Pensacola, Florida
Sunday April 22nd 2018


News of the Weird 10/25/12

by Chuck Shepherd

Horse show jumping, minus the horse Horse show jumping is a longtime Olympics sport, but for the last 10 years, equestrians have been performing in “horseless” show jumping, in which horse courses are run by “riders” on foot (who, by the way, do not straddle broomsticks). According to an October report in The Wall Street Journal, an international association headed by retired pro equestrian Jessica Newman produces at least 15 shows a year, with between 40 to 130 competitors galloping over jumps that vary from two to four feet high (five feet in “Grand Prix” events), with the “riders” graded as if they were on horses (timed, with points off for contacting the rails). Explained Newman about the shows’ success: “It’s just fun to be a horse.”

Latest Religious Messages The CIA and the National Security Agency may play roles, but Kentucky’s homeland security law explicitly acknowledges “God” as the key to the war on terrorism. In August, the Kentucky Supreme Court declined to hear atheists’ challenges to the state’s 2002 “legislative finding” that the state’s “safety and security” cannot be achieved without God’s help. A lower court wrote that since the law did not “advance” religion but merely paid “lip service” to a belief in God, it did not violate the separation of church and state doctrine.

• Seventy people, including 20 children, were discovered in August in an eight-story-high, all-underground bunker in Kazan in the Russian Republic of Tatarstan, and authorities said the quasi-religious sect had probably been there for nearly 10 years without heat or forced ventilation — or sunlight. The group is nominally Islamist, but according to a dispatch by London’s The Guardian, the sect is more likely under the individual control of 83-year-old, self-described prophet Fayzrahman Satarov.

• The Tax on Worship: When the Roman Catholic Church in Germany warned in September that too many Catholics were opting out of paying the country’s “religious tax,” many Americans got their first-ever notice that some European democracies actually tax worship. The Catholic Church made it official that anyone backing out of the income tax surcharge would be ineligible to receive Holy Communion or religious burial (although the tax avoider could still receive Last Rites). (Under the German constitution, a church can directly recoup its expenses from members or choose to allow the government to collect the levy on the church’s behalf, minus a collection fee. Two German states add 8 percent to whatever the church member’s tax bill is, and the other states add 9 percent.)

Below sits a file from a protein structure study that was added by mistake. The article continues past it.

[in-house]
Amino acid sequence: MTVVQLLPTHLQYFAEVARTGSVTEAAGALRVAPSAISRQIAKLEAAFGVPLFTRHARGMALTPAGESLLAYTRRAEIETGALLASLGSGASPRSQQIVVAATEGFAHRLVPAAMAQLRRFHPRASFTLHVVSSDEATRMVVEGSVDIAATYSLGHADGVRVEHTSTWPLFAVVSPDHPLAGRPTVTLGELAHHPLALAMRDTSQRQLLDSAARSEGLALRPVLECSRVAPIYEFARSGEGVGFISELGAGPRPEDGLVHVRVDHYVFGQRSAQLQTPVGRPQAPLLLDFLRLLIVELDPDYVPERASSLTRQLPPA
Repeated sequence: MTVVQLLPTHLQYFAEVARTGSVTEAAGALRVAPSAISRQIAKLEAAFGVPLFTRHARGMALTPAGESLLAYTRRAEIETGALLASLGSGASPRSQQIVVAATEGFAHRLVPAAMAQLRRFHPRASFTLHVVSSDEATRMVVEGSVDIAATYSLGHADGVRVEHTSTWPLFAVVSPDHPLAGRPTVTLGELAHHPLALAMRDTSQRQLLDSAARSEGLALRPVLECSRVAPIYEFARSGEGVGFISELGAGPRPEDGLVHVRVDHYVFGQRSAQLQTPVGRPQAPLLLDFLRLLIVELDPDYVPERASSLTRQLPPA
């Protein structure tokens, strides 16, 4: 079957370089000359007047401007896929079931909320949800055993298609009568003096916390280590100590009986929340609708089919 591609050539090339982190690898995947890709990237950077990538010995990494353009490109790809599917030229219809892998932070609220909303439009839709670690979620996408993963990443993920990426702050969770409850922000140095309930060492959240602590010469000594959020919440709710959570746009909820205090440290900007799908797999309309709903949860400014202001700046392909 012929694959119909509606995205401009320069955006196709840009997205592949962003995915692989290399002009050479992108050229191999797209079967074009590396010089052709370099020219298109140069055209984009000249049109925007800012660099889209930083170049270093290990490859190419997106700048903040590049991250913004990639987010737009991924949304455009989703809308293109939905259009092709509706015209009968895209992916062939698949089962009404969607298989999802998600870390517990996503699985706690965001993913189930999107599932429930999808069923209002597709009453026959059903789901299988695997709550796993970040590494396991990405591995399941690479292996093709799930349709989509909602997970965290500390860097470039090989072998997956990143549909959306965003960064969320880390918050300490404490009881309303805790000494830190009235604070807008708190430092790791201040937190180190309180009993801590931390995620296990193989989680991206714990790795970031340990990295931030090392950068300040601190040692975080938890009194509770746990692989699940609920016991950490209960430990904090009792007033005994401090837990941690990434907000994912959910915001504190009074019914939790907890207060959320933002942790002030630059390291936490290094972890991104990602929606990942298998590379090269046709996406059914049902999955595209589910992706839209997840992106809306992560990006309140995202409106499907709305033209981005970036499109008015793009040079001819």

Perspective The Bronx, where nearly one-third of the population lives in poverty, is the poorest of the five New York City boroughs, with per-capita income 70 percent lower than neighboring Manhattan’s. Yet among the city’s most ambitious public works projects under construction is an 18-hole golf course in the Bronx’s Ferry Point Park, estimated to cost the city $97 million, according to a September New York Times report. Furthermore, golf may be losing popularity. The Times reported that rounds of golf in New York City have dwindled (from 880,000 on 12 municipal courses in 1966 to 561,000 on 13 courses in 2011). From the city’s standpoint, it gets a course to be operated by a Donald Trump company and is hoping to build a waterfront esplanade adjacent to the course.

Least Competent Criminals (1) Todd Kettler, 37, was arrested in October in Kalamazoo Township, Mich., and charged with robbing a Southfield, Mich., bank five days earlier. The manager of a strip club in the Township had noticed that Kettler was handing women money saturated with red dye, and called the police. (2) Two men, ages 45 and 42, were arrested in Toronto in September after they walked into a neighborhood money-transfer store with $520,250 in a duffel bag and attempted to wire that amount to an address in Los Angeles. Police charged them in connection with an ongoing money-laundering investigation.